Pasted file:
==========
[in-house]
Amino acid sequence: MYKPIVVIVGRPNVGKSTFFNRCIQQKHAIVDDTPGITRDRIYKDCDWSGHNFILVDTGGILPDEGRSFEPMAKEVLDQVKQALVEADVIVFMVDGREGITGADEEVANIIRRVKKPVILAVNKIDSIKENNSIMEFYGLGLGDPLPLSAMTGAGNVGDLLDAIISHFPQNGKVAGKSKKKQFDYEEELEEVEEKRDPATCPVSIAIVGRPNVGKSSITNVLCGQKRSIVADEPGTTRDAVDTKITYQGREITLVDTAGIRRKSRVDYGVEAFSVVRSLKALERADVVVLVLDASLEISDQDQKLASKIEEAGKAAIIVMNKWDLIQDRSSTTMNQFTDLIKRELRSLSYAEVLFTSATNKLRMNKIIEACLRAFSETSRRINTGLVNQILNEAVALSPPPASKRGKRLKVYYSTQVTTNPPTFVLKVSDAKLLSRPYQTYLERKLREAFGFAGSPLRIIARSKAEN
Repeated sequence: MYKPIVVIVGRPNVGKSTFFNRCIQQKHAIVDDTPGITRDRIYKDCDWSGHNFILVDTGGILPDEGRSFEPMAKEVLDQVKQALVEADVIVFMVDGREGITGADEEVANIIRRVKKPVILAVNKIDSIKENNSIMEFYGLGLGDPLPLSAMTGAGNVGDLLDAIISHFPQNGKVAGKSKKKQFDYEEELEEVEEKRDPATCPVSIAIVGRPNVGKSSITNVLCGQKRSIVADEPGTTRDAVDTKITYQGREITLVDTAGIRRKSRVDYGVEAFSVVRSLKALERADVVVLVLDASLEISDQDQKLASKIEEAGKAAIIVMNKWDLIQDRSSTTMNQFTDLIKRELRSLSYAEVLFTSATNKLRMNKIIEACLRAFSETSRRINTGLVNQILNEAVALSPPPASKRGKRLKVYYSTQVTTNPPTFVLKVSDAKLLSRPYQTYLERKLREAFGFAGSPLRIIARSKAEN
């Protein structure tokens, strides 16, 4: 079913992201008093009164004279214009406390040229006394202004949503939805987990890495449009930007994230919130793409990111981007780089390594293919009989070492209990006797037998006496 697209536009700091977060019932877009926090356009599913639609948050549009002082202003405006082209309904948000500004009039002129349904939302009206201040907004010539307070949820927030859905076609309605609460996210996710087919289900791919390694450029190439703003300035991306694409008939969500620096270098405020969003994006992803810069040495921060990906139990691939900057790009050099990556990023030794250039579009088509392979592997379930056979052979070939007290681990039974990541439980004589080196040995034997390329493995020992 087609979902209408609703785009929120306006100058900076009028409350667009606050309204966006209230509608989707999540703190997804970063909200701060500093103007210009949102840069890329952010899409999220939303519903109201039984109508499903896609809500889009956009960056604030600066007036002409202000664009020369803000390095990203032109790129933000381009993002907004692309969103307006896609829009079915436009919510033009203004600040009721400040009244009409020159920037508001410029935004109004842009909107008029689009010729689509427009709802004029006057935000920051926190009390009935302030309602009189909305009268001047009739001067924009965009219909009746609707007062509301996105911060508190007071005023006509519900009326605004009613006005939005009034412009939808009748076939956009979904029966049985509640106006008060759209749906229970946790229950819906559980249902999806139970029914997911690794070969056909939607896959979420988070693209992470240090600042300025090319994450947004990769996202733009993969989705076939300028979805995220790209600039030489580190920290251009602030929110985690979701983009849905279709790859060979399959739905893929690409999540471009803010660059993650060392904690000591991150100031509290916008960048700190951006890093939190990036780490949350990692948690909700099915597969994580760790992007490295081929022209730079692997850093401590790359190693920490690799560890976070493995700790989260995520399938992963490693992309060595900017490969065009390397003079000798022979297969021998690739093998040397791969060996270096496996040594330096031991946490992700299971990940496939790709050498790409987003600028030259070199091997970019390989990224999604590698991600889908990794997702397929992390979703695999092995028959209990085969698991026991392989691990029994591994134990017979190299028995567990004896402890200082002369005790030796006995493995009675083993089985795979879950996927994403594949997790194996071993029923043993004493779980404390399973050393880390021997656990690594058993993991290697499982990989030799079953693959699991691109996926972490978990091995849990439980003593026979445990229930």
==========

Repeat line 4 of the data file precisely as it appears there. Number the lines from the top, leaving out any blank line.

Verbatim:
């Protein structure tokens, strides 16, 4: 079913992201008093009164004279214009406390040229006394202004949503939805987990890495449009930007994230919130793409990111981007780089390594293919009989070492209990006797037998006496 697209536009700091977060019932877009926090356009599913639609948050549009002082202003405006082209309904948000500004009039002129349904939302009206201040907004010539307070949820927030859905076609309605609460996210996710087919289900791919390694450029190439703003300035991306694409008939969500620096270098405020969003994006992803810069040495921060990906139990691939900057790009050099990556990023030794250039579009088509392979592997379930056979052979070939007290681990039974990541439980004589080196040995034997390329493995020992 087609979902209408609703785009929120306006100058900076009028409350667009606050309204966006209230509608989707999540703190997804970063909200701060500093103007210009949102840069890329952010899409999220939303519903109201039984109508499903896609809500889009956009960056604030600066007036002409202000664009020369803000390095990203032109790129933000381009993002907004692309969103307006896609829009079915436009919510033009203004600040009721400040009244009409020159920037508001410029935004109004842009909107008029689009010729689509427009709802004029006057935000920051926190009390009935302030309602009189909305009268001047009739001067924009965009219909009746609707007062509301996105911060508190007071005023006509519900009326605004009613006005939005009034412009939808009748076939956009979904029966049985509640106006008060759209749906229970946790229950819906559980249902999806139970029914997911690794070969056909939607896959979420988070693209992470240090600042300025090319994450947004990769996202733009993969989705076939300028979805995220790209600039030489580190920290251009602030929110985690979701983009849905279709790859060979399959739905893929690409999540471009803010660059993650060392904690000591991150100031509290916008960048700190951006890093939190990036780490949350990692948690909700099915597969994580760790992007490295081929022209730079692997850093401590790359190693920490690799560890976070493995700790989260995520399938992963490693992309060595900017490969065009390397003079000798022979297969021998690739093998040397791969060996270096496996040594330096031991946490992700299971990940496939790709050498790409987003600028030259070199091997970019390989990224999604590698991600889908990794997702397929992390979703695999092995028959209990085969698991026991392989691990029994591994134990017979190299028995567990004896402890200082002369005790030796006995493995009675083993089985795979879950996927994403594949997790194996071993029923043993004493779980404390399973050393880390021997656990690594058993993991290697499982990989030799079953693959699991691109996926972490978990091995849990439980003593026979445990229930």